If Mayor Morial obeys the first rule of machine politics (reward your friends), he also, with the help of lieutenants like Tucker, obeys the second: turn out your vote. New Orleans politics is dominated by a handful of black political organizations with acronyms like BOLD and SOUL; the mayor’s is called LIFE. “The organization is a very disciplined street organization,” Tucker explains. “What we do is handle it in almost military fashion in terms of the planning of it. I’ve always contended that the one thing you can control in politics is your election-day activity and how that event rolls out.”
How exactly November 5 rolled out may be the focus of scrutiny for quite some time. Republican U.S. Senate candidate Woody Jenkins alleges a series of irregularities that tipped his contest to Democrat Mary Landrieu by 5,788 votes. His campaign has yet to produce hard evidence of fraud. What’s clear is that on November 5 a political machine not noted for its scruples (see contracting practices above) pulled out all the stops to win in an environment flush with gambling money, in a state where corruption is endemic, in a blitzkrieg fashion that makes Ralph Reed look like an organizational amateur.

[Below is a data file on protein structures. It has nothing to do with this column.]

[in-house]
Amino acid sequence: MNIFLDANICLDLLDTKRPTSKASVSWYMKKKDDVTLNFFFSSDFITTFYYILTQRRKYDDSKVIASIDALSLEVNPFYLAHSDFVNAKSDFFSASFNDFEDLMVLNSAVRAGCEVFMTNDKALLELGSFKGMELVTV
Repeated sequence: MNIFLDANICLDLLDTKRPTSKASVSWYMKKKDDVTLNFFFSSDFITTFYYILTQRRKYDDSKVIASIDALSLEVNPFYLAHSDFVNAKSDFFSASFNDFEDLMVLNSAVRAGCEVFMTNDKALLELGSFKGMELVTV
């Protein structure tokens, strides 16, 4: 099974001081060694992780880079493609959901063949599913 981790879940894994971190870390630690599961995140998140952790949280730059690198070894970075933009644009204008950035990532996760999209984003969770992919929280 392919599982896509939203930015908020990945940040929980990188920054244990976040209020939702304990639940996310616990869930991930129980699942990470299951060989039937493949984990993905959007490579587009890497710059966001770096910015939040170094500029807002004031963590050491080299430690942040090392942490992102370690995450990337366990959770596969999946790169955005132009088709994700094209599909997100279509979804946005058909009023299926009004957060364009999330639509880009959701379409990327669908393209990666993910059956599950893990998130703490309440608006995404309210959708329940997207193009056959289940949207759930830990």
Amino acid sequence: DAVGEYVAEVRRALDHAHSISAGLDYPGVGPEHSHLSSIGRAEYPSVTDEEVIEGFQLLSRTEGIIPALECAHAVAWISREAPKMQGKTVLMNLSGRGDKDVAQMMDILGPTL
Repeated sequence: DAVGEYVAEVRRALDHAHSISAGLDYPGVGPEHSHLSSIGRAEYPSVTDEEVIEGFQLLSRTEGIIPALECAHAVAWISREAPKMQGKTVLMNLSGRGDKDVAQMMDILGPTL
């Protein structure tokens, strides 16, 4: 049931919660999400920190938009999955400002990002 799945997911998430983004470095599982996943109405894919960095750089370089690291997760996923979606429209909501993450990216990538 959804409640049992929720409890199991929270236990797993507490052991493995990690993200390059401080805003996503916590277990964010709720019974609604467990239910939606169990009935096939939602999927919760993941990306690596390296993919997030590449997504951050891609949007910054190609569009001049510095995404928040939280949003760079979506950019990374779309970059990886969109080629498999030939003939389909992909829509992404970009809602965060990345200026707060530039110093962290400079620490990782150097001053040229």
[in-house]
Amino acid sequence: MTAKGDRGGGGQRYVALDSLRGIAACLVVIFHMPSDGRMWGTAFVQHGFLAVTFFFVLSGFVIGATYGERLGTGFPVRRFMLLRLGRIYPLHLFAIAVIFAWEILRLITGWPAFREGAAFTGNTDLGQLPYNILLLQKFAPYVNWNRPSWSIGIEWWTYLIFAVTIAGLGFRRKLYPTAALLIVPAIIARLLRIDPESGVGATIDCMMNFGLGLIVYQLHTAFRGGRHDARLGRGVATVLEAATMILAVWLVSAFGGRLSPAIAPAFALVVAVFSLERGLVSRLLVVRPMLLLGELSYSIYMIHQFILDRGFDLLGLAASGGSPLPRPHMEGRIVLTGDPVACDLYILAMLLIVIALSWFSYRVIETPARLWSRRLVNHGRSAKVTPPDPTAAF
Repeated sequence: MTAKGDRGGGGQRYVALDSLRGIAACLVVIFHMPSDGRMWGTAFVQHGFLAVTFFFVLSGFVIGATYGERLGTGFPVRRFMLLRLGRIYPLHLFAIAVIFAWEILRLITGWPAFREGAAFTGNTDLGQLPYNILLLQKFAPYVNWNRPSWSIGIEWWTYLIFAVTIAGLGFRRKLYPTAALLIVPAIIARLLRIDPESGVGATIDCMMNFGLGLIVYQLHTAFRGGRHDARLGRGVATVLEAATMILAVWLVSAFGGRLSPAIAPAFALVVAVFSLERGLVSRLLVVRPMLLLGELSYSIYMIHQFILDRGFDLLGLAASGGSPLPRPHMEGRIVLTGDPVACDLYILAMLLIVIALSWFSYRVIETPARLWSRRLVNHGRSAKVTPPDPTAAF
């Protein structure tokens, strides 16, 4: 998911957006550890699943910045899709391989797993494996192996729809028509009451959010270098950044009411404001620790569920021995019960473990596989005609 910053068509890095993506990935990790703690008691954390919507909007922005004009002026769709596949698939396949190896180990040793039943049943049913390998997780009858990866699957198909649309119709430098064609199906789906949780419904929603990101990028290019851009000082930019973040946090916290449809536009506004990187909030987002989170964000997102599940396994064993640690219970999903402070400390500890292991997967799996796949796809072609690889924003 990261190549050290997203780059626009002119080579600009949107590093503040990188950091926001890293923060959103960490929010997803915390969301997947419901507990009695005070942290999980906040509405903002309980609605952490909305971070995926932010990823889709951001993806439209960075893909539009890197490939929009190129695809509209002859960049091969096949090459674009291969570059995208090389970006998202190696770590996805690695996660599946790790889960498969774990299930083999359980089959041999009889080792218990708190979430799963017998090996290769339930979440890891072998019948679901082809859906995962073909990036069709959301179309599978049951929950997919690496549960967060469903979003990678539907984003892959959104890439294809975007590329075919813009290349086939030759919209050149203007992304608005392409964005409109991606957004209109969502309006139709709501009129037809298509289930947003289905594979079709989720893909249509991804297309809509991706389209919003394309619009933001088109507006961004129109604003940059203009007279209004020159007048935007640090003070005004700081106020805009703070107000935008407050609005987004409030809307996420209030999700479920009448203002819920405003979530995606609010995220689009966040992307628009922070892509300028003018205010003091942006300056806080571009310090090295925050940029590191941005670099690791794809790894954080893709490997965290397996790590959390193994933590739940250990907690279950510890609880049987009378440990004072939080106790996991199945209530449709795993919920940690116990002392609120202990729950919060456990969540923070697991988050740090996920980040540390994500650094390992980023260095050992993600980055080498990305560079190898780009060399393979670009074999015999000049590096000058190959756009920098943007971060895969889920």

The operational style of LIFE and other groups isn’t so much retail as five-and-dime. Phone banks identify sympathetic voters precinct by precinct; then it’s a matter of getting them to the polls. The mayor’s political appointees and paid election workers met on November 5 at a New Orleans church, split up into teams armed with cellular phones, and fanned out across the city, waving signs at intersections, knocking on doors. “Runners” periodically checked the vote totals at each precinct. If turnout was low, phone banks would make directed calls into that particular precinct, or “blitz teams” would be dispatched to bang on doors.